Comment: HS2 will define the future of the UK construction industry
The UK’s former National Infrastructure Commission Chair Lord Adonis believes the future of the country’s construction industry hinges on the successful delivery of HS2.
Speaking at the NEC Users’ Group Annual Seminar this week, the Labour peer said the project will be the defining factor in whether future major infrastructure projects ever get off the ground post Brexit.
He also said the biggest threat to HS2 success is no longer political backing, but the industry’s own ability to collaborate efficiently and effectively.
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“HS2 is critical to the rebalancing of the country between London and the regions, especially the North,” he told the Westminster audience. “It must delivered efficiently, timely and cost effectively to be seen as a success.”
A UK government flagship project, HS2, like the Heathrow Airport expansion, has been subject to enormous political, economic and social debate.
The first phase of construction, connecting London to the West Midlands, is said to create 20,000 construction roles and approximately 20,000 apprenticeships.
Speaking last year, HS2 Ltd Managing Director of Rail Operations Chris Rayner said: “HS2 represents a once in a lifetime chance to rebalance the national economy. It will transform travel in this country, connecting eight of the 10 largest cities in the UK when completed, as well as improving capacity for customers and productivity for the economy.”
As well as commenting on HS2, Lord Adonis also pointed towards the need for the UK to upgrade its aging Victorian rail infrastructure. Electrification projects, notably around Blackpool, have led to issues with rail timetabling which has resulted in mass disruption for commuters.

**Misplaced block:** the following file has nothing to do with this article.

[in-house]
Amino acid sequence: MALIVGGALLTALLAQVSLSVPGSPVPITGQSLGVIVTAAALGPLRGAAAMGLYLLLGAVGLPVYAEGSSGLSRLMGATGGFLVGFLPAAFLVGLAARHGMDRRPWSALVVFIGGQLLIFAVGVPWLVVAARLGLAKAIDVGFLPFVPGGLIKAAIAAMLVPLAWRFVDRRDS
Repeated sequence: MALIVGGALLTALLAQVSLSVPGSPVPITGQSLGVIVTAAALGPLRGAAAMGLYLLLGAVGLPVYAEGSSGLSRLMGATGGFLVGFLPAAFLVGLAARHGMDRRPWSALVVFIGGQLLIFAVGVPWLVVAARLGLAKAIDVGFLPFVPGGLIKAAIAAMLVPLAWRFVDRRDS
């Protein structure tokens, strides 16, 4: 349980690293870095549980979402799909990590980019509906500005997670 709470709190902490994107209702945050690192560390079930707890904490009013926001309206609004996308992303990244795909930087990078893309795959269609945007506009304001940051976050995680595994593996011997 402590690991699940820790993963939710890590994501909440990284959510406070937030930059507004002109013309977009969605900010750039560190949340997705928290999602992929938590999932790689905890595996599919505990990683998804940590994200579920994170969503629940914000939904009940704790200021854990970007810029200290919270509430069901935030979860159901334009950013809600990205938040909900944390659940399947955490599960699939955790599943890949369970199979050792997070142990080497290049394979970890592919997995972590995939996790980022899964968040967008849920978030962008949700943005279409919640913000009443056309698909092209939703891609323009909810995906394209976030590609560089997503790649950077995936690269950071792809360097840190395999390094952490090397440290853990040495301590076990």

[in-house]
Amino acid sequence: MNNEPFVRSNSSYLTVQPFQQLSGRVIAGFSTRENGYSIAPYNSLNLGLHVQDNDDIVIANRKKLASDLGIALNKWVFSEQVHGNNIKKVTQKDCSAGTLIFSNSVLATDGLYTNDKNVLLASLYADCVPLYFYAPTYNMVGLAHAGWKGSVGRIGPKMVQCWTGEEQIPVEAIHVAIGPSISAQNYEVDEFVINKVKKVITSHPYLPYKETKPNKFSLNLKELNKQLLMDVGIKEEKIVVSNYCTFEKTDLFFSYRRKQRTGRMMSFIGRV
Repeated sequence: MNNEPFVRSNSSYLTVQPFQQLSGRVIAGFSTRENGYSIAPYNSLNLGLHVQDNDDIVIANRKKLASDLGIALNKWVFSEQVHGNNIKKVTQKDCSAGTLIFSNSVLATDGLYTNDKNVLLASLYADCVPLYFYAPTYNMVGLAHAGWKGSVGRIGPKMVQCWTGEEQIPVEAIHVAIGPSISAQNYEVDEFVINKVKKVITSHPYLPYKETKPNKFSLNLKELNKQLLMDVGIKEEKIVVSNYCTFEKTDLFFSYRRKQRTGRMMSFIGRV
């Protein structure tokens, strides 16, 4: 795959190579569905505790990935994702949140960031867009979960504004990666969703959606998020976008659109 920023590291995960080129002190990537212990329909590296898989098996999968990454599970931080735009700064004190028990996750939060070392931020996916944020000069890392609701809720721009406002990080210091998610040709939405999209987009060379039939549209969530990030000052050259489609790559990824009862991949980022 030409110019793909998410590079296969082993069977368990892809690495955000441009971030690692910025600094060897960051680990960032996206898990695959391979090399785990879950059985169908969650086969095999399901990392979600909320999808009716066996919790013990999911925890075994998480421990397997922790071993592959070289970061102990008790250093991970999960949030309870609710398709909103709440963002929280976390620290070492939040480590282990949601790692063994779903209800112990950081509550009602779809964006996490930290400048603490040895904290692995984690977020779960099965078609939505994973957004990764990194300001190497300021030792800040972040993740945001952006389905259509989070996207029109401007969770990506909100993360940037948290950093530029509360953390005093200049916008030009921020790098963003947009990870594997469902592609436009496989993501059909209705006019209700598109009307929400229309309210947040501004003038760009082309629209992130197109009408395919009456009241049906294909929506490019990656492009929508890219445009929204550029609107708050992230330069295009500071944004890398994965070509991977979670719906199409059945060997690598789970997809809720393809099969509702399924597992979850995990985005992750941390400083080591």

France to invest €1.8bn in Egypt’s infrastructure
France will invest a total of €1.8bn into Egypt’s infrastructure focusing specifically on upgrading the Cairo Metro, building a railway to Sudan, and developing water and energy schemes. Officials have called the investment a “major boost to bilateral cooperation”.
The Cairo Metro
Included in the financing is a concessional government loan of around €800mn to upgrade Line 1 of the Cairo Metro, introduced in the 1980s. The financing will pay for 55 trainsets for the line and is provided by the French engineering company, Alstom.
Line 6 is also due to be upgraded using further state-guaranteed loans worth up to €2bn. Bruno Le Maire said that this would be negotiated over the next six months. France and Egypt have worked in close cooperation ever since Abdel Fattah al-Sisi became president in 2014, despite differences over human rights and strong criticism of Egypt by rights activists and some foreign states.
Nine more projects over the next half a decade
A further €1bn from France’s development agency, Agence Française de Développement (AFD), aims to cover a range of other projects over the next half a decade.
These projects include a railway line between Aswan, southern Egypt, and Wadi Halfa in Sudan, as well as several projects in the renewable energy and water purification industries. Bruno Le Maire, France’s Finance Minister, said Egypt was a “strategic partner and commercial dealings with it would be developed. France will substantially increase its direct exposure to Egypt, becoming the first counter-party for government to government loans,” he said.
According to Le Maire, the AFD will also €150mn to support the construction of a universal health insurance programme. French contractors such as Vinci and Bouygues have a long history of working on the Egyptian capital’s underground system.
Talking about the relationship between France And Egypt, Le Maire concluded: “France will substantially increase its direct exposure to Egypt, becoming the first counter-party for government to government loans”.